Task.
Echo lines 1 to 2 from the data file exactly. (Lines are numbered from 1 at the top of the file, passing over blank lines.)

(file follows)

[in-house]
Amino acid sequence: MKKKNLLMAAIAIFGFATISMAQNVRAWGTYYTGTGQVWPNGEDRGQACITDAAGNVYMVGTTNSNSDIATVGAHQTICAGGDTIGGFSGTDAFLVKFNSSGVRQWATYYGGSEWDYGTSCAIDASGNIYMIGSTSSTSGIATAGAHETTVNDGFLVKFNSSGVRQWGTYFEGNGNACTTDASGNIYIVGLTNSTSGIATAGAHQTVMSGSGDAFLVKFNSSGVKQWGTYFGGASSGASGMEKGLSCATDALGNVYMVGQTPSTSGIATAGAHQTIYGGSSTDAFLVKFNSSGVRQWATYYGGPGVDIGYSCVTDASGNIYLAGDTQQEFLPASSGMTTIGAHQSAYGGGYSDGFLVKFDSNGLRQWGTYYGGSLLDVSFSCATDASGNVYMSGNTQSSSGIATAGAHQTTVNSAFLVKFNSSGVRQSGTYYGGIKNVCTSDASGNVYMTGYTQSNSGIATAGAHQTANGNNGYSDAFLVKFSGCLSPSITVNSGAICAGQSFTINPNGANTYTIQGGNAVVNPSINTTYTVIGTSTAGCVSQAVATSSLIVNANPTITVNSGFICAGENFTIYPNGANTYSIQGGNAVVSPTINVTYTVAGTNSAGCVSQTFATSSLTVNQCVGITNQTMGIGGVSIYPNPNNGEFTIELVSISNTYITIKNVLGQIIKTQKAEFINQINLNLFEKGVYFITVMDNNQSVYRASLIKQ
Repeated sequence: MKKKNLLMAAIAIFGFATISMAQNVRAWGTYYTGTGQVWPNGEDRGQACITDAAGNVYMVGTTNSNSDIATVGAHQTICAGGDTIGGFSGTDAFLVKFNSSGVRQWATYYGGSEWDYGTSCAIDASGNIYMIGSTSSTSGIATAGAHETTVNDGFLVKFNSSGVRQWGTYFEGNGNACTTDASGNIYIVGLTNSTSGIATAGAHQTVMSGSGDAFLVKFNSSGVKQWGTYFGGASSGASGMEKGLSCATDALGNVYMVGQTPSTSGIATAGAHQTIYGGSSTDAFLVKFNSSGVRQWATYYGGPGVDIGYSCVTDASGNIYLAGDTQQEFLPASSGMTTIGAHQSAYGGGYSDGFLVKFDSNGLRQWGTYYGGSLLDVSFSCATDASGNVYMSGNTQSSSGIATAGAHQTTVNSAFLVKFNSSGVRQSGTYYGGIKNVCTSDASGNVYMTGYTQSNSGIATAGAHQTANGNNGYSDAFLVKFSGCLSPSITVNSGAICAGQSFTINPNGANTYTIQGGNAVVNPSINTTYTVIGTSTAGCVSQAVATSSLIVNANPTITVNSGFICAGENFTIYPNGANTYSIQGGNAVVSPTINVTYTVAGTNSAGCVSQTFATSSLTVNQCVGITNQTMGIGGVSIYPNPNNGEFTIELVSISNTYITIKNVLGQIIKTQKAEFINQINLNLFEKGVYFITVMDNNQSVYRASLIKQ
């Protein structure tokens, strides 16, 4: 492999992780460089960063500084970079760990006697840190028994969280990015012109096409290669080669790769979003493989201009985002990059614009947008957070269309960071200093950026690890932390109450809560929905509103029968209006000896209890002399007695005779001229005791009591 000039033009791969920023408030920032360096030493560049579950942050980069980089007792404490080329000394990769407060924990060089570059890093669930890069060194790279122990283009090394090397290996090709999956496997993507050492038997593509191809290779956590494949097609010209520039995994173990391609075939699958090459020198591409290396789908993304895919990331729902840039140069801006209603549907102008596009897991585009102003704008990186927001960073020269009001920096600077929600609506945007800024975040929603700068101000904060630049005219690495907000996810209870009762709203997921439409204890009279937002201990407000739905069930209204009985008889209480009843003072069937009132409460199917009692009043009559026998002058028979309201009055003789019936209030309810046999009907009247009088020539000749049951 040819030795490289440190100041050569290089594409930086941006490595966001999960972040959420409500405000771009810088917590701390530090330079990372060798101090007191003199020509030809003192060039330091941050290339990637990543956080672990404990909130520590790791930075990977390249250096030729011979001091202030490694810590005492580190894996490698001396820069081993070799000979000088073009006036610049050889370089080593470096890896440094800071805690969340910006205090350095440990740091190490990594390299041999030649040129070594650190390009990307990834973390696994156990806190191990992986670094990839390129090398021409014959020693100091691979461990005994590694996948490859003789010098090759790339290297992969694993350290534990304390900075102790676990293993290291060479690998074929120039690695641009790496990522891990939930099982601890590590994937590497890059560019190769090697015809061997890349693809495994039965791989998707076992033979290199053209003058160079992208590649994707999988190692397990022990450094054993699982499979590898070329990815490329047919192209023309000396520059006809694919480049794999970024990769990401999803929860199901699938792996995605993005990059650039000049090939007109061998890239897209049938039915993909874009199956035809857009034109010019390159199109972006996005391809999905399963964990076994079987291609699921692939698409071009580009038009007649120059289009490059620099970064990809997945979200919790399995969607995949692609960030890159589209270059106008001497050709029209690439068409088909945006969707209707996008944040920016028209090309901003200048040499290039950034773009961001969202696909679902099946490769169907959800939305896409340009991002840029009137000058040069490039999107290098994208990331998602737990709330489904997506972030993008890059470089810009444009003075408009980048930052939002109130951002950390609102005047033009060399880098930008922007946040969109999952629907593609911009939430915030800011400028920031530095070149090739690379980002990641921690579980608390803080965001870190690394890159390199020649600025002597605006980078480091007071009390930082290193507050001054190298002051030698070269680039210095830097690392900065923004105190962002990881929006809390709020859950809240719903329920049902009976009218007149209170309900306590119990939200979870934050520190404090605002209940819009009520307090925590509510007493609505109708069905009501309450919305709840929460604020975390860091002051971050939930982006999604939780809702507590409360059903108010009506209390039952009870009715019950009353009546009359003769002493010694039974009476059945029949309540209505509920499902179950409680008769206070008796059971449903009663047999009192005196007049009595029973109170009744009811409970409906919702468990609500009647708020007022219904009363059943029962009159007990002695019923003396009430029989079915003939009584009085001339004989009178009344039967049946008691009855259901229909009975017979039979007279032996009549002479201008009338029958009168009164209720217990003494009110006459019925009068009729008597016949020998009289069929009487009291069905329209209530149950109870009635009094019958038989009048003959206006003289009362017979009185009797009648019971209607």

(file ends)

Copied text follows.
[in-house]
Amino acid sequence: MKKKNLLMAAIAIFGFATISMAQNVRAWGTYYTGTGQVWPNGEDRGQACITDAAGNVYMVGTTNSNSDIATVGAHQTICAGGDTIGGFSGTDAFLVKFNSSGVRQWATYYGGSEWDYGTSCAIDASGNIYMIGSTSSTSGIATAGAHETTVNDGFLVKFNSSGVRQWGTYFEGNGNACTTDASGNIYIVGLTNSTSGIATAGAHQTVMSGSGDAFLVKFNSSGVKQWGTYFGGASSGASGMEKGLSCATDALGNVYMVGQTPSTSGIATAGAHQTIYGGSSTDAFLVKFNSSGVRQWATYYGGPGVDIGYSCVTDASGNIYLAGDTQQEFLPASSGMTTIGAHQSAYGGGYSDGFLVKFDSNGLRQWGTYYGGSLLDVSFSCATDASGNVYMSGNTQSSSGIATAGAHQTTVNSAFLVKFNSSGVRQSGTYYGGIKNVCTSDASGNVYMTGYTQSNSGIATAGAHQTANGNNGYSDAFLVKFSGCLSPSITVNSGAICAGQSFTINPNGANTYTIQGGNAVVNPSINTTYTVIGTSTAGCVSQAVATSSLIVNANPTITVNSGFICAGENFTIYPNGANTYSIQGGNAVVSPTINVTYTVAGTNSAGCVSQTFATSSLTVNQCVGITNQTMGIGGVSIYPNPNNGEFTIELVSISNTYITIKNVLGQIIKTQKAEFINQINLNLFEKGVYFITVMDNNQSVYRASLIKQ